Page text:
Square Enix publishes the best title names
Kingdom Hearts 358/2 Days. I think about that title a lot.
It may not even be the weirdest game name. But it stuck in my mind as one of the quintessential “Square Enix” titles in recent memory.
The thing is, NieR actually earns the right to be weird. So I’ll type out NieR Replicant ver.1.22474487139… just this once! Because the game deserves that respect.
NieR Replicant (PC, PS4 [reviewed], Xbox One)
Publisher: Square Enix
Released: April 23, 2021
NieR Replicant (also released as NieR Gestalt, or “NieR“) probably should have had that very same respect back when it was originally released in 2010, but a degree of clunk and technical issues scared a lot of people away. Well, the time has come. (For more info on how NieR was confusingly released, check out our preview: it’s time to get on with Replicant).
Toylogic is no Platinum Games, to be sure. But they were able to rise to the occasion and lift the original framework of NieR out of the mud and into the modern era. Replicant suffered from design limitations of the time, as the (now-defunct) Cavia couldn’t really deliver an action system that would sate folks looking for that type of experience. The original NieR was more of a story-oriented affair, but now you don’t have to settle for either: you can have both.
The visuals deserve a multi-generational shoutout. The world of NieR is gorgeous, and the enhanced draw distance and modern upgrades really do it so many favors. Much like the sprawling vistas of Demon’s Souls, I found myself just admiring the scenery often in the re-release of Replicant. It’s magical in a way, especially since the world is just big enough to not feel cramped but intimate enough to warrant emotional resonance, especially with the literal homecomings throughout.
It’s a strange, strange world. You pretty much never know what you’re going to come across next, whether it’s a scary Aerie valley, a junkyard full of discarded knickknacks, or something a bit more…modern. The journey of NieR is half the fun, as you trek across the landscape and uncover just what happened to it. Without giving away anything, the context of just about every zone matters, which compounds the game’s emotional core I keep jabbering about.
So enough waxing poetic, what is NieR actually about? At its core, it focuses on a young protagonist who is trying to save his sister from a mysterious deadly disease. As time goes on he’ll meet new people, discover clues about how the world came to be in the state it’s in, and why it’s populated by antagonistic shadows. To get there, you’ll anime run, dash, dodge, swordfight, and shoot red neon bullets out of a floating grimoire.
To say much more would be wandering into spoiler territory. Sure Replicant is technically an older game, but if you haven’t experienced the Yoko Taro, mind-blown aspect of it yet, you’re better left in the dark until you can see it for yourself. It’s very much the predecessor of Automata‘s “you need to beat it multiple times to see the truth” concept, and there are a few surprises in this re-release to boot that actually can be spoiled for older fans.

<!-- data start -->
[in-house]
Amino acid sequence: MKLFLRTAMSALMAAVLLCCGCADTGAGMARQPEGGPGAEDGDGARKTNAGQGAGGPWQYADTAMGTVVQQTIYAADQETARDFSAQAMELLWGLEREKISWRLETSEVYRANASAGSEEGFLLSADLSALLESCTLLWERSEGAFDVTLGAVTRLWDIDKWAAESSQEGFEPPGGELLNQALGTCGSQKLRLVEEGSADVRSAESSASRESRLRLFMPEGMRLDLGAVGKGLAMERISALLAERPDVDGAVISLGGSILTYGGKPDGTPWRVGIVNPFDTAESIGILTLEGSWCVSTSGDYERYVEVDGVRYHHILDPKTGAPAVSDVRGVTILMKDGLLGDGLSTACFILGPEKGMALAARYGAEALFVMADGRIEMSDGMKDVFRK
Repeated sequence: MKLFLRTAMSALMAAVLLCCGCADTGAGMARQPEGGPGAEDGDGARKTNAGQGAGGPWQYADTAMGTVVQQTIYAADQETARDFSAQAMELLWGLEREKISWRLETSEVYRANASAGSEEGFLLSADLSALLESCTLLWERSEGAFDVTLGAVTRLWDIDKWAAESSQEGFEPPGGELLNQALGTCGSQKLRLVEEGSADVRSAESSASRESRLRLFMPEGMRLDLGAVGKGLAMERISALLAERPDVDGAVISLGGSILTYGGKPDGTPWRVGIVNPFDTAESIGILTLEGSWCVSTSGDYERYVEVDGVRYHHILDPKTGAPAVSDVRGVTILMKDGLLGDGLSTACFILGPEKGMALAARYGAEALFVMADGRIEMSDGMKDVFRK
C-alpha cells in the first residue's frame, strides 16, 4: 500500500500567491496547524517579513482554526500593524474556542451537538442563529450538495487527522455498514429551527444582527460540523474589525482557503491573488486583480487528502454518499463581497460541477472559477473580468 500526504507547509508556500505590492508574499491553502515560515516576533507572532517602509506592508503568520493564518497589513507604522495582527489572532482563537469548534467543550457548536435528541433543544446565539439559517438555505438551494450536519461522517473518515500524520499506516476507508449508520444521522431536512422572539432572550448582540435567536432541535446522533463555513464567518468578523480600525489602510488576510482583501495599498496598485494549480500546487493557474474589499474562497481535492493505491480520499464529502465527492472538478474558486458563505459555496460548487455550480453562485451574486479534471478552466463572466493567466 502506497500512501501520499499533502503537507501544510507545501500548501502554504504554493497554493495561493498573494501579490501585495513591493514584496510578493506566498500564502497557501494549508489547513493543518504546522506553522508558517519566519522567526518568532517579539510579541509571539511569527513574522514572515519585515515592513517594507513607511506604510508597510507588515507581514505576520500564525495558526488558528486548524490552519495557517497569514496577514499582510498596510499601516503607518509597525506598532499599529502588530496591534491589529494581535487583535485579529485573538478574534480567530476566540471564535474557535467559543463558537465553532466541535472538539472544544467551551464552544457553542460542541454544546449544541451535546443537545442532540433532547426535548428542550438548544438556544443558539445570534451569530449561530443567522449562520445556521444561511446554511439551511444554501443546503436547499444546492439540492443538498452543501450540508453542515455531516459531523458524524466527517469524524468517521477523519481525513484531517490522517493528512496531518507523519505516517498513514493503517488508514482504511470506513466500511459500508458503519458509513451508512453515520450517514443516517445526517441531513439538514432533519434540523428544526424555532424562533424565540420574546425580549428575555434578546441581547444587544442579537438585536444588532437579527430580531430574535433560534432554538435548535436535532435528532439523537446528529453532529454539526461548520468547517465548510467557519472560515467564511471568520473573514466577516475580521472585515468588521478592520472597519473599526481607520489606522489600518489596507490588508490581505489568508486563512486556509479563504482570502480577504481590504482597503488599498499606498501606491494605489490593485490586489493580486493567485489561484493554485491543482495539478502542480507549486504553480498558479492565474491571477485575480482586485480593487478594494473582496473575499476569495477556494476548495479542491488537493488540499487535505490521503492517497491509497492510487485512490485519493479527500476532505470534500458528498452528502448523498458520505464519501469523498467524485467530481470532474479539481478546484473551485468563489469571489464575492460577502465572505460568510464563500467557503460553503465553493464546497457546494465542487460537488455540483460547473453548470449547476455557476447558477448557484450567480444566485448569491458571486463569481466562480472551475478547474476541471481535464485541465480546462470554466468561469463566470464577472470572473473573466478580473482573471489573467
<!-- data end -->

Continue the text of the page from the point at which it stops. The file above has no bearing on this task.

It’s a lot easier to get to that point because of the many mechanical enhancements. Combat is much smoother, and thus the deep equipment and nuanced loadout system is more immediately rewarding. In addition to the action basics and mapping spells (like a sustained rapid-fire magic bullet or a “charge and sling” lance power), you can also reconfigure symbols to alter your playstyle.
As you kill more enemies you’ll traditionally level up, but you’ll also grab keywords that you can use to say, move a little faster, or do a little more damage. Calling NieR strange is kind of underselling it on multiple levels. It’s deep, but it also isn’t afraid to mix things up constantly. That includes swift shifts to 2D and top-down perspectives, forcing players to make heads or tails of the new view both in and out of combat. Throw in some puzzles and some platforming and you have a Yoko Taro special.
That said, not everything is fully updated. NieR does have a lot of “fetch” quest design, and while it’s mostly relegated to the side mission variety, it does occasionally bleed over into the critical campaign path. With that in mind, sidequests are sometimes a few of the most fulfilling moments of the game, and there are some real gems in there. From a technical perspective, while I didn’t find any major bugs, I did occasionally come across smaller animation issues. Emphasis on small: the vast majority of my time with it has gone swimmingly.
There aren’t many games like NieR Replicant, and I’m not just talking about in the modern era, but since 2010 as a whole. Whatever power that be helped Yoko Taro become world-famous, to the point where he can keep making these weird masterpieces, in any format: thank you.
[This review is based on a retail build of the game provided by the publisher.]